• @a_horse_with_no_name I think that the WindowAgg can't currently be parallelized. It could parallelize the sort and then merge before the WindowAgg, but the high default setting of parallel_tuple_cost makes that look unattractive. Perhaps unduly so, I think the default setting of parallel_tuple_cost is a bit high.
    – jjanes
    Commented Dec 9, 2021 at 22:13

1 Answer 1

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It probably doesn't use the index because it thinks it will be slower. You can force it to use the index anyway (in recent enough versions to offer incremental sorts) by setting enable_seqscan=off. And in my hands, it actually is slower.

It can read the index in logical order, but it has to read the entire index. And for every index entry, it has to jump to the table so that it can look up col3, so it can filter out the ones >20. So it will be reading the entire table, and doing so (unless the table is clustered in line with the index) in random order. This is a recipe for IO disaster.

A more useful index might be on (col1,col2,col3). Then it can filter out the bad values on col3 without visiting the table, and do an index-only scan. The table should be well-vacuumed to make that happen.

Another possible index would be on (col3,col1,col2). For this one, it would only have to visit the logical part of the index holding values for col3<=20. We have no idea how many that is, though, since you didn't show an EXPLAIN (ANALYZE, BUFFERS) or give us other useful information. If it is small enough, this would be good. Then it likely needs to do a full sort of the surviving rows, as the inequality on col3 ruined whatever order would have been present on (col1,col2). But at least it could still be an index-only scan.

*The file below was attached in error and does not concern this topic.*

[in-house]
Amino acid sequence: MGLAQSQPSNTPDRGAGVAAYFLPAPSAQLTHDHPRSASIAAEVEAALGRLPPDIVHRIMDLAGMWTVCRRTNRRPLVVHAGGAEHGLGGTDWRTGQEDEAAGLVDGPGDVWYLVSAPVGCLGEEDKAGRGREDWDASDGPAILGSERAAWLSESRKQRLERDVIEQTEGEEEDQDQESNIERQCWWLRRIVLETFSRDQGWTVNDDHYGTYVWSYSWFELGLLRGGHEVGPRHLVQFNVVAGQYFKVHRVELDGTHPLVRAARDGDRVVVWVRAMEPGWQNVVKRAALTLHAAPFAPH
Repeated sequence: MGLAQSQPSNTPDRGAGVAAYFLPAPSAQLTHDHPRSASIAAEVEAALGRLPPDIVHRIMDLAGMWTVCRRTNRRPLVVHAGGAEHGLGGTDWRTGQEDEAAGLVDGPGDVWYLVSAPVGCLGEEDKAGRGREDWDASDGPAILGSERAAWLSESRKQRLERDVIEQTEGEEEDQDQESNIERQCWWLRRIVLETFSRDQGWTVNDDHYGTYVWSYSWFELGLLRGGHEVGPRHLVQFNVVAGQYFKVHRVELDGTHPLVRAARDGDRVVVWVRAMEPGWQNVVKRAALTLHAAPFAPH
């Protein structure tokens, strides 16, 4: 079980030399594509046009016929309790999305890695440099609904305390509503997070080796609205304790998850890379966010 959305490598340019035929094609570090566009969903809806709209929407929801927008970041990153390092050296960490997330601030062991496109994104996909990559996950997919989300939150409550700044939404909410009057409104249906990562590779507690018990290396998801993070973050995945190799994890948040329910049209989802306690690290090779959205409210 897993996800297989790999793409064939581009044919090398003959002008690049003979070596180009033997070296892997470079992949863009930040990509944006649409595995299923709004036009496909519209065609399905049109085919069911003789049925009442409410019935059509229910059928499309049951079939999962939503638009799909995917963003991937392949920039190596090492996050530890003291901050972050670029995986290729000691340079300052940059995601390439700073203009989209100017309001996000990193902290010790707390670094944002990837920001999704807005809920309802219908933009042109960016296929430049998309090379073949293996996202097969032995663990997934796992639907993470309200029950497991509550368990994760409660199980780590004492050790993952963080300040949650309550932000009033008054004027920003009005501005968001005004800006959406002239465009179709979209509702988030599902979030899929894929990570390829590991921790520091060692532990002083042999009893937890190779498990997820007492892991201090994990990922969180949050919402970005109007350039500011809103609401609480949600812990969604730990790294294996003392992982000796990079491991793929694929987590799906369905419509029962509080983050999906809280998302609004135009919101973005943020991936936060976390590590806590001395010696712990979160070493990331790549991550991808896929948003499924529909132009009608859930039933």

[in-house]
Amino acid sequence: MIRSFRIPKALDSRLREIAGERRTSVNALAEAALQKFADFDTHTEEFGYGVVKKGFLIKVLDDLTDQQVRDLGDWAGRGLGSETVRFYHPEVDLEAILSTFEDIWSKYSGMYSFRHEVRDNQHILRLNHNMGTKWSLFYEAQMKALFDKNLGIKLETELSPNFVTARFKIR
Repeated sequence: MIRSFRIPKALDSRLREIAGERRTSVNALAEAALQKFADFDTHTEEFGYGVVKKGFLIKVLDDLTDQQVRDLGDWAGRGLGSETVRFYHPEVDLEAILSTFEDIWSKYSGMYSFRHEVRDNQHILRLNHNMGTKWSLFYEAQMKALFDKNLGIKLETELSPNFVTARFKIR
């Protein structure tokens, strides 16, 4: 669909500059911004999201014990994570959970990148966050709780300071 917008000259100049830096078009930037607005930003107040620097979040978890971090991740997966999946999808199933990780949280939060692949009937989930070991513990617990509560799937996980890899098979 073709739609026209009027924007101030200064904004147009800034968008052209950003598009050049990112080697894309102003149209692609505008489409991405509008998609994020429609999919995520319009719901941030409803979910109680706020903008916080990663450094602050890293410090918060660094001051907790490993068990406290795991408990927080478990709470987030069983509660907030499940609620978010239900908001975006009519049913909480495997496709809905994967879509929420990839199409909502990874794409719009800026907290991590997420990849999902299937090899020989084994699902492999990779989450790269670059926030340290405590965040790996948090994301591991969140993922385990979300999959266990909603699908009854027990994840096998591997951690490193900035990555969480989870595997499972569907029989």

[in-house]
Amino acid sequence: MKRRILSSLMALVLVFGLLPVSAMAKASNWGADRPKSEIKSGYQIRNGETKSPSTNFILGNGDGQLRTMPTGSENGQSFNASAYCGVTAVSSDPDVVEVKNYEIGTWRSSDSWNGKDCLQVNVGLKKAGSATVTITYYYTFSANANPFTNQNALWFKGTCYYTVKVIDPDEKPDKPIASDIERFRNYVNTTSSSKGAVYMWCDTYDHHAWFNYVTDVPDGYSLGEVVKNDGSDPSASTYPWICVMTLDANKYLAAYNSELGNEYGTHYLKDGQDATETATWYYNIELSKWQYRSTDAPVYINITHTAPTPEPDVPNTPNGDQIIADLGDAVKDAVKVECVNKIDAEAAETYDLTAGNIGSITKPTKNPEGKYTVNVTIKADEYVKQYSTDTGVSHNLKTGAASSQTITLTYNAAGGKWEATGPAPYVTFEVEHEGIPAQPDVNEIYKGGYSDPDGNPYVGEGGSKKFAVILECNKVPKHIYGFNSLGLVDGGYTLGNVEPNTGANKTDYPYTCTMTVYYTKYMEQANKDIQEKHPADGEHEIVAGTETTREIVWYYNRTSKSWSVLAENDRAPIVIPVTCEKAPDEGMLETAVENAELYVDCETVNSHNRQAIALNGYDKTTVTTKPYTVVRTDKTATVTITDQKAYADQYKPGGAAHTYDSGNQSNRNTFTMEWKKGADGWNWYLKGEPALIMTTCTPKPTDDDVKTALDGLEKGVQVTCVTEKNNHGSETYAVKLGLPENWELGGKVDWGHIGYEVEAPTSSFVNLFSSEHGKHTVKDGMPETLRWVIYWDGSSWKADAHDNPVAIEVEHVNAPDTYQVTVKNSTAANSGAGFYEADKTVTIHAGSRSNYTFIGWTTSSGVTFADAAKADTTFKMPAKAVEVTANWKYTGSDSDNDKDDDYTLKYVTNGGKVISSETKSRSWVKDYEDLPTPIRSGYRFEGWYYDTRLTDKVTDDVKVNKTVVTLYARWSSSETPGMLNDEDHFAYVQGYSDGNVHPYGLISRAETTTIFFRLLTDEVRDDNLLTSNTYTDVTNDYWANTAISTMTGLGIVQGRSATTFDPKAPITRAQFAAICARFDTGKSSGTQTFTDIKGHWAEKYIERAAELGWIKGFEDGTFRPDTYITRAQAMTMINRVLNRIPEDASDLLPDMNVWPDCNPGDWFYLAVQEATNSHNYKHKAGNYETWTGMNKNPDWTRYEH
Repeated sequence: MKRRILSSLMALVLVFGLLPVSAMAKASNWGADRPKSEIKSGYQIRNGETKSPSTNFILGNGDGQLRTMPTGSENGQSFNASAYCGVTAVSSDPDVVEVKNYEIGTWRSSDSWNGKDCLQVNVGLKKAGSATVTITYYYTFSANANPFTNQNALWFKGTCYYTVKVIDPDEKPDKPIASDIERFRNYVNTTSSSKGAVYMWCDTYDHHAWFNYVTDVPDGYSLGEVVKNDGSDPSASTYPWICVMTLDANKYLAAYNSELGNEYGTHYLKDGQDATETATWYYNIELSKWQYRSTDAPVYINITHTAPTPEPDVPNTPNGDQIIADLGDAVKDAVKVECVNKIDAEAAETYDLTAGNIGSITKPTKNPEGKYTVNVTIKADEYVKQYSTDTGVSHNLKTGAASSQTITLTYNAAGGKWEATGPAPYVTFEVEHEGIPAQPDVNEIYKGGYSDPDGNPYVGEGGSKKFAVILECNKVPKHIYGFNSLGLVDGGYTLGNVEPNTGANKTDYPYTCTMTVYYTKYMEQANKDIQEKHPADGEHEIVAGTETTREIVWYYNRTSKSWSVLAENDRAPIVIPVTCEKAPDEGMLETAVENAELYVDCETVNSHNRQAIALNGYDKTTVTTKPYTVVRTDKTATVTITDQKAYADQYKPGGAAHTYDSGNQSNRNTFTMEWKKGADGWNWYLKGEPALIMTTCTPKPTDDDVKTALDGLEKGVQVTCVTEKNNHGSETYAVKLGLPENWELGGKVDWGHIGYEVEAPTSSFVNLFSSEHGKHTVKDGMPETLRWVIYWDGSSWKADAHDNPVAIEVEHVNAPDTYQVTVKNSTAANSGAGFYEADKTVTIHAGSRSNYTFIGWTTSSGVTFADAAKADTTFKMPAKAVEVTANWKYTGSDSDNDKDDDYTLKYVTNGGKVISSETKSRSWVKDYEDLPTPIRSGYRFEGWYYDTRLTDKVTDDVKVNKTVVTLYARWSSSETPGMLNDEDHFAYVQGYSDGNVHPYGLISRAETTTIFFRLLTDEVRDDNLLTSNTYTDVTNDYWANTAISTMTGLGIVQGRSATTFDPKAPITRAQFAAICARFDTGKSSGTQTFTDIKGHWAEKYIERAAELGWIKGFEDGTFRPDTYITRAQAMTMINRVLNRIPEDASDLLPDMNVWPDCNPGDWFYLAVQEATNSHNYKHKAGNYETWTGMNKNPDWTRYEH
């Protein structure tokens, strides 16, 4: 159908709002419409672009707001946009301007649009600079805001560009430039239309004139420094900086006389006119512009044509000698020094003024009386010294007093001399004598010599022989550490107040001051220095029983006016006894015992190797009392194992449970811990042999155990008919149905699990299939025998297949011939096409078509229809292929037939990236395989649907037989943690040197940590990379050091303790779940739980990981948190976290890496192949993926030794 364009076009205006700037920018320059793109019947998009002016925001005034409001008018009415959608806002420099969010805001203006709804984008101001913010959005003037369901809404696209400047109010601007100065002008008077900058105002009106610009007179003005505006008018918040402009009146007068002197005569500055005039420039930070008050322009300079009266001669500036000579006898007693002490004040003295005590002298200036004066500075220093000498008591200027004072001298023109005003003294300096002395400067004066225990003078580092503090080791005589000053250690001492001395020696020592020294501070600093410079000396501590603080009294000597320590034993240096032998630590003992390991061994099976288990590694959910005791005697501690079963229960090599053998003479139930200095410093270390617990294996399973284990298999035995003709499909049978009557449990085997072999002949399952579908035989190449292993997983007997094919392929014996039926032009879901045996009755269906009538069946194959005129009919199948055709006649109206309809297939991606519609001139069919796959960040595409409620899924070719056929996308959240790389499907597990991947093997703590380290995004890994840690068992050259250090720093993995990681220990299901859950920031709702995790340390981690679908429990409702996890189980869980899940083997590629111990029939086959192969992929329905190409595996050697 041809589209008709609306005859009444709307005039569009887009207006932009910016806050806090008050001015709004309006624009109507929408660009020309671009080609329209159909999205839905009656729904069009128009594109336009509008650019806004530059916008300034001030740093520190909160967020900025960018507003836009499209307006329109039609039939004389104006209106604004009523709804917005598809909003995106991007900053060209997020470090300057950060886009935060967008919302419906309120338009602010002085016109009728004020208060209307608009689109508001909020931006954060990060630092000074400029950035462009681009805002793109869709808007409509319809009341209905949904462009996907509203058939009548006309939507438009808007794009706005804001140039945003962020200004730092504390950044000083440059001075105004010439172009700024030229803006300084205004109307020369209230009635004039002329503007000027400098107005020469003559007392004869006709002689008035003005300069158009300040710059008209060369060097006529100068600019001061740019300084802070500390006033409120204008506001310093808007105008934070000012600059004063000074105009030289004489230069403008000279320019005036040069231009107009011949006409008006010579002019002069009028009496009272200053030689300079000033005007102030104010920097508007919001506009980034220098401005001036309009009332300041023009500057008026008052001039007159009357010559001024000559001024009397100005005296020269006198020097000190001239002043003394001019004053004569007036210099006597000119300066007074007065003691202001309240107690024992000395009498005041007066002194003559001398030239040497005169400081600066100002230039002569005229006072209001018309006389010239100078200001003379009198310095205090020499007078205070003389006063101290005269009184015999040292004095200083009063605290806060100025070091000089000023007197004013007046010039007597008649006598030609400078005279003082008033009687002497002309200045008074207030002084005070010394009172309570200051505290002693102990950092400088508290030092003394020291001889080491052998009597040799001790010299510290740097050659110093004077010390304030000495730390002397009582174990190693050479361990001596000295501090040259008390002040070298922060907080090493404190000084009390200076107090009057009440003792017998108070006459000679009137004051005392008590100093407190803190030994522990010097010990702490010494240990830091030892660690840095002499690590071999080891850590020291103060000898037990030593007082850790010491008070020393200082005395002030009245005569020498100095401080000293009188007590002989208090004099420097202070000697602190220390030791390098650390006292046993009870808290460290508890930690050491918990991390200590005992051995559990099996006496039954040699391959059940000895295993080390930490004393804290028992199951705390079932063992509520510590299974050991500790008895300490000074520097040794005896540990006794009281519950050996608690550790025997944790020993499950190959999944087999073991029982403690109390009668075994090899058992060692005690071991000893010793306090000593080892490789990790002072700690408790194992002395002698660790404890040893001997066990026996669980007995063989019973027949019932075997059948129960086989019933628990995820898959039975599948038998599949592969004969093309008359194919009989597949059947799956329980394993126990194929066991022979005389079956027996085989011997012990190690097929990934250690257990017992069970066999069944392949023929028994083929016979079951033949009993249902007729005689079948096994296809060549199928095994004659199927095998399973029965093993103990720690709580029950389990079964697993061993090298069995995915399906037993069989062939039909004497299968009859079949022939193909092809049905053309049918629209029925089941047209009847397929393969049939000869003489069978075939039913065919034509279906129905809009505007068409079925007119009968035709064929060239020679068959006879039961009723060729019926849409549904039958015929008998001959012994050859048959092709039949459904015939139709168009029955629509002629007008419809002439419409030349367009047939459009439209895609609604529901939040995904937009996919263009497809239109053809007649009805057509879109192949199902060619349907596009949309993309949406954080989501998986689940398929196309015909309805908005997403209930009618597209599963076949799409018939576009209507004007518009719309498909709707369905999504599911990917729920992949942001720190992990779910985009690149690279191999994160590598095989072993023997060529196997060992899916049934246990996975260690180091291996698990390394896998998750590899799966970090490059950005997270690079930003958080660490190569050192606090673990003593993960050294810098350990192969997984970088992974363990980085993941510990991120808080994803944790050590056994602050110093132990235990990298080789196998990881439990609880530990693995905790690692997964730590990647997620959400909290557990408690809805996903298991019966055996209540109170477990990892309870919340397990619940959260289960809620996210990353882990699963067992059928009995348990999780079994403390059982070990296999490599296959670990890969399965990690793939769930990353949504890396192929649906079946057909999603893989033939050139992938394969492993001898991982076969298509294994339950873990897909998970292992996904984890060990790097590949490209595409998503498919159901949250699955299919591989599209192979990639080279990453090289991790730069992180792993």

5
  • Good points here and I appreciate it -- if I remove the col3 filter, I still don't get any kind of index usage or parallelism. Interestingly, if I remove the order by random() from within the partition clause, it will spawn multiple workers (though still no index use): -> Parallel Seq Scan on intermediate10 (cost=0.00..297073917.52 rows=366757952 width=1342)
    – kmypwn
    Commented Dec 10, 2021 at 3:53
  • Would you have any thoughts about how else this query could be accomplished more efficiently? To essentially take a sample of 50 rows matching each pairing of col1 & col3?
    – kmypwn
    Commented Dec 10, 2021 at 3:55
  • If the sample has to be rigorously randomized, then you have no choice but to visit ever point which has a chance of being included. That rules out a lot of possibilities. The next option would be partitioning, but if your data is so large even you can't even build a new index, you certainly can't retrofit it into partitions!
    – jjanes
    Commented Dec 10, 2021 at 19:29
  • Without the filter on col3, I get an index scan with an incremental sort. What version are you on? Is it at least 13? Even if you don't filter on col3, you are still selecting it (due to the * select list) and so can't get the index-only scan with the existing index
    – jjanes
    Commented Dec 10, 2021 at 19:53
  • I'm on 13.4 and it's not showing the index scan, unfortunately
    – kmypwn
    Commented Dec 15, 2021 at 16:58